I walked into this one thinking the premise was legit. It took me like three pages to snap to the "fictional history" construct (alternate facts..?). But then I bought back in... It was just plausible enough and May Dodd was just appealing enough that I stepped onto the stage and played along with it. It was like The Underground Railroad in that there is just enough historical fact to make it feel authentic; and like the Handmaid's Tale it had enough realistic human drama and emotion to make it a good story independent of historical time. I had been delving into the classics and needed a break so I looked for something light and likable. This filled that bill and gave me change. Hey, I recommended it to my wife. What more you want?
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on December 30, 2016
I thought this was a real journal but it was a novel with some historical content. At the beginning, I wondered how a male could write in feminine voice but Mr. Fergus carried the narrative of the main character and her friends well. Read it with a open mind as I did and you may be walking in her shoes quickly and with awe at her adventures.
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on October 27, 2014
This is a fascinating story. IT IS A WORK OF FICTION! I honestly believed at first that it was true...so be aware up front. It is, however, a "what if" book, based on a real treaty request that was denied. What if one thousand white women were sent to live with and marry among the Cheyenne to promote better understanding between the US and the plains tribe?

The book is written in the form of a journal; May Dodd is chosen as one of the volunteers to participate in the US government's social experiment. These women volunteer for many reasons - to avoid prison, to leave asylums, for adventure, to escape spinsterhood. May records the experiences of this small, diverse group of completely unprepared group of women as they travel across the plains by train, meet their Cheyenne families, and live the harsh nomadic life of Plains Indians.

The author skillfully introduces the women and follows their stories of joy, pain, struggle, and growth through May Dodd's journaling. Simultaneously, he describes Plains Indian life of the 1800s with grace and realism. Adventure, suspense, mystery, and romance are interwoven smoothly into an unforgettable novel.

I was enthralled by this story, reading at every opportunity and sharing with my husband as I went along. It is an outstanding work, certainly should be classified as literature.
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on September 7, 2017
This historical novel is full of interesting and compelling details about life in the American west of the 1840s. It was at times gripping, painful, moving and thoroughly enjoyable. The author's comments at the end are surprising and further evidence of the talented writing and story telling he offers the reader. Aside from the predictable white man bashing, the depiction of events are engaging and provocative. The descriptions of Cheyenne values and behavior are sometimes shocking and somewhat stereotypical, but the reader quickly forgives this indulgence because the story is sufficiently fascinating and very entertaining. A good read and I highly recommend.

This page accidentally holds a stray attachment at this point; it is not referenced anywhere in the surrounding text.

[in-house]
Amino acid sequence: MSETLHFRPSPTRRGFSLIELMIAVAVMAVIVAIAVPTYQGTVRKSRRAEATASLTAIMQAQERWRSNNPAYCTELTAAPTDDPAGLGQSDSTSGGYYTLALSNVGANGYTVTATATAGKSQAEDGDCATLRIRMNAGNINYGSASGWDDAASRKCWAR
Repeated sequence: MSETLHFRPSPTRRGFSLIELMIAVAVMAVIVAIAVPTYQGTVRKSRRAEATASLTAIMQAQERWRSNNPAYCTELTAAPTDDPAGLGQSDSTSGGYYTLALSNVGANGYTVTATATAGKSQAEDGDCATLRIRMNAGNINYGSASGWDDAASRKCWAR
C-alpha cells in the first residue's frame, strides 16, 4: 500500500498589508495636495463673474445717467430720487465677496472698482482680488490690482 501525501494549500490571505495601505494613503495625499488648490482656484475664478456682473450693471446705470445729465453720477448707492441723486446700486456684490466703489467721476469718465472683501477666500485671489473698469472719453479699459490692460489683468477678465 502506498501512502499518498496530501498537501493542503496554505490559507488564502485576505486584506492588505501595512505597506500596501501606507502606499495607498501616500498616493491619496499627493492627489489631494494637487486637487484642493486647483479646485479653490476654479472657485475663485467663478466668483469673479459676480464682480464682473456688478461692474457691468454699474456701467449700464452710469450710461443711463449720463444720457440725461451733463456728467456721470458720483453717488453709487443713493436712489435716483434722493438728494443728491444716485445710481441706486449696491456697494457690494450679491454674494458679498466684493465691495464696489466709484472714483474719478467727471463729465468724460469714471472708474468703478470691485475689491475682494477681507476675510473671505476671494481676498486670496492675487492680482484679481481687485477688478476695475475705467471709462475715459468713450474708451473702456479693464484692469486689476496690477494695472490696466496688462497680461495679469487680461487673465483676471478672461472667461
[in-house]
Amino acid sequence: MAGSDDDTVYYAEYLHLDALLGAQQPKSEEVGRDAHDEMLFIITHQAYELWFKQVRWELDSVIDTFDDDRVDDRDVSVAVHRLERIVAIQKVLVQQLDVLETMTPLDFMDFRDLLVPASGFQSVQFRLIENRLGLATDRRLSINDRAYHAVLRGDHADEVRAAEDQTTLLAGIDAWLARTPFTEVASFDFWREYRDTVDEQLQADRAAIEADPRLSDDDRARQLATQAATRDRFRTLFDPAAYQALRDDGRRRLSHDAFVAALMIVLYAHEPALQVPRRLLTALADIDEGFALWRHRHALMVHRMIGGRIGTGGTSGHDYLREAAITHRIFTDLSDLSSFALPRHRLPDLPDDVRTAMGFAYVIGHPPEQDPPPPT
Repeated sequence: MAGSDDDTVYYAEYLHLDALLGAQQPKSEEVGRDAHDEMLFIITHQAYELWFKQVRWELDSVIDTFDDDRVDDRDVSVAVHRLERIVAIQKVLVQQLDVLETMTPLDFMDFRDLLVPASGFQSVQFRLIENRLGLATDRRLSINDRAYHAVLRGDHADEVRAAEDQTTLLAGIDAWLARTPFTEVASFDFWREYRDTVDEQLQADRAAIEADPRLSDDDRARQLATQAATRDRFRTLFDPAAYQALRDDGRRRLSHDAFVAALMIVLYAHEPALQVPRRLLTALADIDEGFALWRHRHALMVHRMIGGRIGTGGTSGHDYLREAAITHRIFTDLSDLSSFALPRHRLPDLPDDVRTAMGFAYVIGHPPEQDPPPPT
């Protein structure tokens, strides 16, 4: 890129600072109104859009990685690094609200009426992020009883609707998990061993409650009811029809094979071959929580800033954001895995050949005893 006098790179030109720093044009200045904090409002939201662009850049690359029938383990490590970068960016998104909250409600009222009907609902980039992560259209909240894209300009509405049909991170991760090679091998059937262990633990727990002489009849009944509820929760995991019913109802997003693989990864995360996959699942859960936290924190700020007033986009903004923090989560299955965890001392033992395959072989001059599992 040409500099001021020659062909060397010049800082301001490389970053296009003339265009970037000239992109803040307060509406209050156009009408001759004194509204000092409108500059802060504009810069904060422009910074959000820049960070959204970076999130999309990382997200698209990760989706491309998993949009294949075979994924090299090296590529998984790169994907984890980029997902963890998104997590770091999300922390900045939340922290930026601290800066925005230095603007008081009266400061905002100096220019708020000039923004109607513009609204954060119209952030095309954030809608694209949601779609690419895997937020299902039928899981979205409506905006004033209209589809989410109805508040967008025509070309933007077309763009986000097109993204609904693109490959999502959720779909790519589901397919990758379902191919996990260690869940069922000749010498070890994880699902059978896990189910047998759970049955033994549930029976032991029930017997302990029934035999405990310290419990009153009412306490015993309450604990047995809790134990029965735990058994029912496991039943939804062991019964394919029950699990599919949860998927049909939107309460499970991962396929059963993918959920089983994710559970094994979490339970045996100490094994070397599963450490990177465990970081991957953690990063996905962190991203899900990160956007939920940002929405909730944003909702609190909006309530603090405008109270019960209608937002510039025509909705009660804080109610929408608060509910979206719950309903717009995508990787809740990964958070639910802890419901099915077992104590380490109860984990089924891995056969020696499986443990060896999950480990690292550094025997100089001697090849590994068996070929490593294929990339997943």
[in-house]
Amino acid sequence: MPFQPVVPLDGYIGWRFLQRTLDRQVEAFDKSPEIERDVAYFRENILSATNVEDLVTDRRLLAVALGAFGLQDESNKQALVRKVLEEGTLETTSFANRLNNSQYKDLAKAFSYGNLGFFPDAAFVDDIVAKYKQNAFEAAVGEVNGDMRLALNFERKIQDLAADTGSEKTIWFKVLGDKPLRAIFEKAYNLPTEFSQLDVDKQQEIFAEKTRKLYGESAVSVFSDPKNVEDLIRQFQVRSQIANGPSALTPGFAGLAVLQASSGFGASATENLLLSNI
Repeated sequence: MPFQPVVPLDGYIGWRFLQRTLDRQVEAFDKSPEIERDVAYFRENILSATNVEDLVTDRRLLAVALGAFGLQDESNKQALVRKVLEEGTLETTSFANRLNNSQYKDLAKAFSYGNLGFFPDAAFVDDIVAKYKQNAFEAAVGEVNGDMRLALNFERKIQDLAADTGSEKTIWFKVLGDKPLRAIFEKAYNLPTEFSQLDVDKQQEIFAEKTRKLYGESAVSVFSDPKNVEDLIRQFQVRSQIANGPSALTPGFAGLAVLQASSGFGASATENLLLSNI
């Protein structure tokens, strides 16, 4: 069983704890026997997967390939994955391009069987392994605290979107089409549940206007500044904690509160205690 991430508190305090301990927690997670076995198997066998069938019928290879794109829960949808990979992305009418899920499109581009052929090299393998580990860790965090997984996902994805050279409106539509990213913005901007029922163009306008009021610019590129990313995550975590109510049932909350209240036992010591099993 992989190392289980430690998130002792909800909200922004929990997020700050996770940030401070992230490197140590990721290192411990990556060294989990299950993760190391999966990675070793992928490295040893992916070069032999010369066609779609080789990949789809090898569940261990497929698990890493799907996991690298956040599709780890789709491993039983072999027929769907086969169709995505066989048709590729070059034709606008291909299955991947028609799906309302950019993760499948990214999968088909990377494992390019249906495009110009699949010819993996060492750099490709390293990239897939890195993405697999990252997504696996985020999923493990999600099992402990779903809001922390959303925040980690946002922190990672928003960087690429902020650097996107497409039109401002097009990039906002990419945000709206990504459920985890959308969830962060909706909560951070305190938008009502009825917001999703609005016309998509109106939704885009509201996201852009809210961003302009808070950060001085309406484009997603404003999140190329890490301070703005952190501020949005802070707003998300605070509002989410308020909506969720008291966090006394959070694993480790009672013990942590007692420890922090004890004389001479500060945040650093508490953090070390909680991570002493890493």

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on August 22, 2017
Read this quicker than many recent books as I was so intrigued. Although I had a few question marks pop up about how this happened and how May could have had the opportunity to write some of this, I totally believed it to have actually happened! Reading on my kindle, it wasn't til the end, that I found out it was all fiction. Somewhat relieved, but knowing darn well it may as well have been based on truth. This had been recommended to me in the past by a couple of people. I'm so glad I finally bought and read it. Just another insight to how Native Americans were lied to, disrespected, robbed and massacred by the glorious and righteous white man. Can't wait to get the sequel!
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on July 31, 2017
Many times in history leaders have to make decisions. Sometimes those decisions might seem obvious at the time, but with the passage of time it can be interesting to go back and explore what if a different decision had been made. How might things have turned out is what Mr. Fergus does in One Thousand White Women. A decision was made against the government providing white women to marry Cheyenne warriors, but what if the decision had been made in favor of that experiment? How might the white women have assimilated into the Native American culture? Today we may not think much about such interracial relationships, but in 19th-century America where the Indian wars were still prominent on the frontier, and Indians were regarded as heathen savages, the attitudes would've been very different. Mr. Fergus has really done some good research and made an interesting study with this book.
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on August 4, 2017
One Thousand White Women was a good book. Jim Fergus held my interest and well written. The story of Mae Dodd and her leaving a mental instution to marry a Cherokee Indian and have his children. The white women had a good bond, but worked hard. The Indian women does all the household chores and more. The Indian males job is to hunt for food. This arrangement was to set up by Presidnet Grant and traded 1000 White Women for a 1000 horses. Having children with these women was make the Cherokee tribe a mixed ethic nation. Mae Dodd kept a journal and wrote daily. Did this really happen? Read the book and find out.